Caldwell Elementary School began its existence at Jefferson School in the fall of 1950. Regular Jefferson pupils attended the morning shift; Caldwell and Fabrique pupils attended the afternoon session. The pupils and teaching staffs of Caldwell and Fabrique were moved to the original south wing of the present Caldwell plant in January 1951. Fabrique staff and pupils moved into their new building in March 1951.
In 1951, Caldwell consisted of a principal, 13 classroom teachers and an enrollment of approximately 400 pupils. The school was built to serve the educational needs of a new community which developed rapidly on the periphery of southeast Wichita. The school was erected on the same campus with Curtis Junior High School and Wichita High School Southeast. This location enabled pupils residing in the district to obtain 12 years of uninterrupted schooling within walking distance of their homes.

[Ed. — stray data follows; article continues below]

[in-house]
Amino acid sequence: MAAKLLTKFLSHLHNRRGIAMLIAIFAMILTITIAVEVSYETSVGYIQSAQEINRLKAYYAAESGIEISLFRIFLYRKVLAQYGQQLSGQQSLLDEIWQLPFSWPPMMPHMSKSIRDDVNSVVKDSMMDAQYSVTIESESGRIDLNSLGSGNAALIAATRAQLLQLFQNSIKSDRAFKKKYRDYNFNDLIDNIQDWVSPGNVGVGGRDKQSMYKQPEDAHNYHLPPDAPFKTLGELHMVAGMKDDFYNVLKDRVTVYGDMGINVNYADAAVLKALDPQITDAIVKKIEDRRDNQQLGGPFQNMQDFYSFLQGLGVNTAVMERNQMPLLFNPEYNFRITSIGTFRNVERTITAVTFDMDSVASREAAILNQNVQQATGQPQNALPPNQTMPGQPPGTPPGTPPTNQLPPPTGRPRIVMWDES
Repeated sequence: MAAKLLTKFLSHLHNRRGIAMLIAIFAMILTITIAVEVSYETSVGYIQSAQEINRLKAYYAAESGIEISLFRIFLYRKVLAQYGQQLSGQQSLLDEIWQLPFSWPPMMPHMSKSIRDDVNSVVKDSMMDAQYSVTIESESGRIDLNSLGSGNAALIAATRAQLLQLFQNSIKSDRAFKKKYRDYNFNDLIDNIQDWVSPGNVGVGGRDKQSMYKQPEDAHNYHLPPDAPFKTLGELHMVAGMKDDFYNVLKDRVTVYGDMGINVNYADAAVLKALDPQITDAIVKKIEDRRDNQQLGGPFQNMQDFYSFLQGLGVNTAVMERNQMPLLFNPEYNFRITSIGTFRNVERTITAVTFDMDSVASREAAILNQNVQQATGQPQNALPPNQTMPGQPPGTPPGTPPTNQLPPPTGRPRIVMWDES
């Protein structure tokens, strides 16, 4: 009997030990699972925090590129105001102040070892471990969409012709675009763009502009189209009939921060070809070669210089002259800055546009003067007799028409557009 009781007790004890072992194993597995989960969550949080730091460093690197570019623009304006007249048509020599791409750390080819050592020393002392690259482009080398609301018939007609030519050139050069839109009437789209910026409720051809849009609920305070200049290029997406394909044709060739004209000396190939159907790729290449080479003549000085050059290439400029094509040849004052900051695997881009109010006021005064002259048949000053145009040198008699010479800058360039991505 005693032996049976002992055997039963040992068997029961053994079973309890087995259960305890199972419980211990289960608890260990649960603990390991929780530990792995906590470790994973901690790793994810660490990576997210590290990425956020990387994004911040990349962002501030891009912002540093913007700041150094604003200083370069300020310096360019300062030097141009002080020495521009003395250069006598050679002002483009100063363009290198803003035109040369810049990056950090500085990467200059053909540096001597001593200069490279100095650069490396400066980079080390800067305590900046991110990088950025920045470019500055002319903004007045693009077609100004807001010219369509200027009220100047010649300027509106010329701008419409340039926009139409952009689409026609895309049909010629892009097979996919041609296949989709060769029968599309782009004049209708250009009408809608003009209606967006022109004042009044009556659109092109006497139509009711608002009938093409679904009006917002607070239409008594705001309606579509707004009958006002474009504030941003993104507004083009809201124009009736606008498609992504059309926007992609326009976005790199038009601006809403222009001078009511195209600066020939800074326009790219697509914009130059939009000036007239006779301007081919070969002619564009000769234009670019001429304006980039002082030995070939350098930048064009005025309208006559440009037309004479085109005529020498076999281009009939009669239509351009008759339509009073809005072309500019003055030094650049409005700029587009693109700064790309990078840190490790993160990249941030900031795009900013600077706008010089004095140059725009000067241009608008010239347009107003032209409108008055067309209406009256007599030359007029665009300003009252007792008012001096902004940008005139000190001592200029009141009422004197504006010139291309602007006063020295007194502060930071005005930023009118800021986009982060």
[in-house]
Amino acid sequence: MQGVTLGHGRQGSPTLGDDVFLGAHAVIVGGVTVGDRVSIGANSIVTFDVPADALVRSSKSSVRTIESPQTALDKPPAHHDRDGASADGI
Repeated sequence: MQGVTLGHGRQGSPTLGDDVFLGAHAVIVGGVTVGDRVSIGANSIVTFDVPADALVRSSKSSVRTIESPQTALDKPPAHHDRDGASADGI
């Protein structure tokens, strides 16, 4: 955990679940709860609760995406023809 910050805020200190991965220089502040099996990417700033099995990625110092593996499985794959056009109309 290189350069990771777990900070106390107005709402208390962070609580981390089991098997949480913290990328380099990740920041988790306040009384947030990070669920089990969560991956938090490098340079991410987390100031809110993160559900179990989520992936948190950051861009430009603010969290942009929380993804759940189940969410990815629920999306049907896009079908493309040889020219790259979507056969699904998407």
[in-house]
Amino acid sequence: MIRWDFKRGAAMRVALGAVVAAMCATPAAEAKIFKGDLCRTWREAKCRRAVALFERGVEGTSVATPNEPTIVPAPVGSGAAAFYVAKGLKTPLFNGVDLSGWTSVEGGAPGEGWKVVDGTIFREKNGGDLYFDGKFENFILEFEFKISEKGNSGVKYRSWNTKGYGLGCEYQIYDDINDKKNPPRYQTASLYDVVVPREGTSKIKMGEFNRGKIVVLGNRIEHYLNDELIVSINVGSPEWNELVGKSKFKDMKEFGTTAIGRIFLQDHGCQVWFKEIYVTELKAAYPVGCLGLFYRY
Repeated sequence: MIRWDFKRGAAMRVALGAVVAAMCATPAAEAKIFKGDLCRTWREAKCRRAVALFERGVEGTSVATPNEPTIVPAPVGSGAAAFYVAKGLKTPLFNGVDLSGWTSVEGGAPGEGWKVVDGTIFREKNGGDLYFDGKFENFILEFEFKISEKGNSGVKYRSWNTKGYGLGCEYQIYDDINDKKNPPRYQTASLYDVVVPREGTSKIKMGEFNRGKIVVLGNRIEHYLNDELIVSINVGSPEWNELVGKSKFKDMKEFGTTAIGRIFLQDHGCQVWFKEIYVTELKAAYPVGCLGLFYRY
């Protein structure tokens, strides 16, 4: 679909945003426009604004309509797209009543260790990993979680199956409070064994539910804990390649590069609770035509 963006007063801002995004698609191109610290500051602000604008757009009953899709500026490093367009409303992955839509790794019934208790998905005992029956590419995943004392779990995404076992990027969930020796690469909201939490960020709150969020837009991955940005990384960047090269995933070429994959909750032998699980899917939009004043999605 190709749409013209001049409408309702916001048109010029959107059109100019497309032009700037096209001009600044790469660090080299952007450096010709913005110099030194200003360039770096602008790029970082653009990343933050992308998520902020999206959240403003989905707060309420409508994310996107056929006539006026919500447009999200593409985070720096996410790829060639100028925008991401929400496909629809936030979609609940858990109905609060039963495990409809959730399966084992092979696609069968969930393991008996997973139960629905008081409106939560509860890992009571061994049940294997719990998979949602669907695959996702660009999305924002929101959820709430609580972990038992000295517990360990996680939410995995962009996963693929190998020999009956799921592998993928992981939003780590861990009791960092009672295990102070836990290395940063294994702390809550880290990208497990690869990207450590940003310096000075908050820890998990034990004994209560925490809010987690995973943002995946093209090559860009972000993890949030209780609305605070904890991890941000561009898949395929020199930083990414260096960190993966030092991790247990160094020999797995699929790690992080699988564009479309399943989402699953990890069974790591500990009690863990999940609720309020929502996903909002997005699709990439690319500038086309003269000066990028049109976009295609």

Ullysses S. Grant was president in 1871 when Marvin Beal obtained a $200 grant for 160 acres of land on which Caldwell School is located. Beal immediately sold the land to Joseph Taylor for $500. In 1882, Taylor sold the parcel to a Mr. Disbrow for $2,600. In 1950, the Wichita Board of Education paid $75,000 for 60 acres of this land. Caldwell School was located on 6.1 acres of this purchase.
Caldwell School was named in honor of Mr. Charles Stuart Caldwell, a member of the Wichita Board of Education from 1874 to 1877 and secretary of the Board from 1896-1910.